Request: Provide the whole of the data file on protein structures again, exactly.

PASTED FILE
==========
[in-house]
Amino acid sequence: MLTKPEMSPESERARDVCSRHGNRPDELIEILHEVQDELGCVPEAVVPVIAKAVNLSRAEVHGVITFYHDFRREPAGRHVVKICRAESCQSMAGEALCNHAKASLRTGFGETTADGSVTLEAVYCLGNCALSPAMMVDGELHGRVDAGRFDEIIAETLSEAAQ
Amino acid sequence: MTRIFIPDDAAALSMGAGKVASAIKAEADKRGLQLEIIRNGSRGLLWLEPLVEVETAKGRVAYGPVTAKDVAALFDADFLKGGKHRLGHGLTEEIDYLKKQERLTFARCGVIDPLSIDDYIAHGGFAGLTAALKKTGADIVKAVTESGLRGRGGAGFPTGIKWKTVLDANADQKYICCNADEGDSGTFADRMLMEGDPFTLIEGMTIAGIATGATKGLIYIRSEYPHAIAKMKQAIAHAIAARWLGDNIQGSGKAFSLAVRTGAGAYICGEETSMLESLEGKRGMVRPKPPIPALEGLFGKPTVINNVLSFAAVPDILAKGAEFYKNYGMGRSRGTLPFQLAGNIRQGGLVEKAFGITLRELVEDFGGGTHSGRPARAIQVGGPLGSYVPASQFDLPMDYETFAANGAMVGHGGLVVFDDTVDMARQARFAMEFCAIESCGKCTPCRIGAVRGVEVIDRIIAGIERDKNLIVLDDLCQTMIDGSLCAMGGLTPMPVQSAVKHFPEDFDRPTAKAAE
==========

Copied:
[in-house]
Amino acid sequence: MLTKPEMSPESERARDVCSRHGNRPDELIEILHEVQDELGCVPEAVVPVIAKAVNLSRAEVHGVITFYHDFRREPAGRHVVKICRAESCQSMAGEALCNHAKASLRTGFGETTADGSVTLEAVYCLGNCALSPAMMVDGELHGRVDAGRFDEIIAETLSEAAQ
Amino acid sequence: MTRIFIPDDAAALSMGAGKVASAIKAEADKRGLQLEIIRNGSRGLLWLEPLVEVETAKGRVAYGPVTAKDVAALFDADFLKGGKHRLGHGLTEEIDYLKKQERLTFARCGVIDPLSIDDYIAHGGFAGLTAALKKTGADIVKAVTESGLRGRGGAGFPTGIKWKTVLDANADQKYICCNADEGDSGTFADRMLMEGDPFTLIEGMTIAGIATGATKGLIYIRSEYPHAIAKMKQAIAHAIAARWLGDNIQGSGKAFSLAVRTGAGAYICGEETSMLESLEGKRGMVRPKPPIPALEGLFGKPTVINNVLSFAAVPDILAKGAEFYKNYGMGRSRGTLPFQLAGNIRQGGLVEKAFGITLRELVEDFGGGTHSGRPARAIQVGGPLGSYVPASQFDLPMDYETFAANGAMVGHGGLVVFDDTVDMARQARFAMEFCAIESCGKCTPCRIGAVRGVEVIDRIIAGIERDKNLIVLDDLCQTMIDGSLCAMGGLTPMPVQSAVKHFPEDFDRPTAKAAE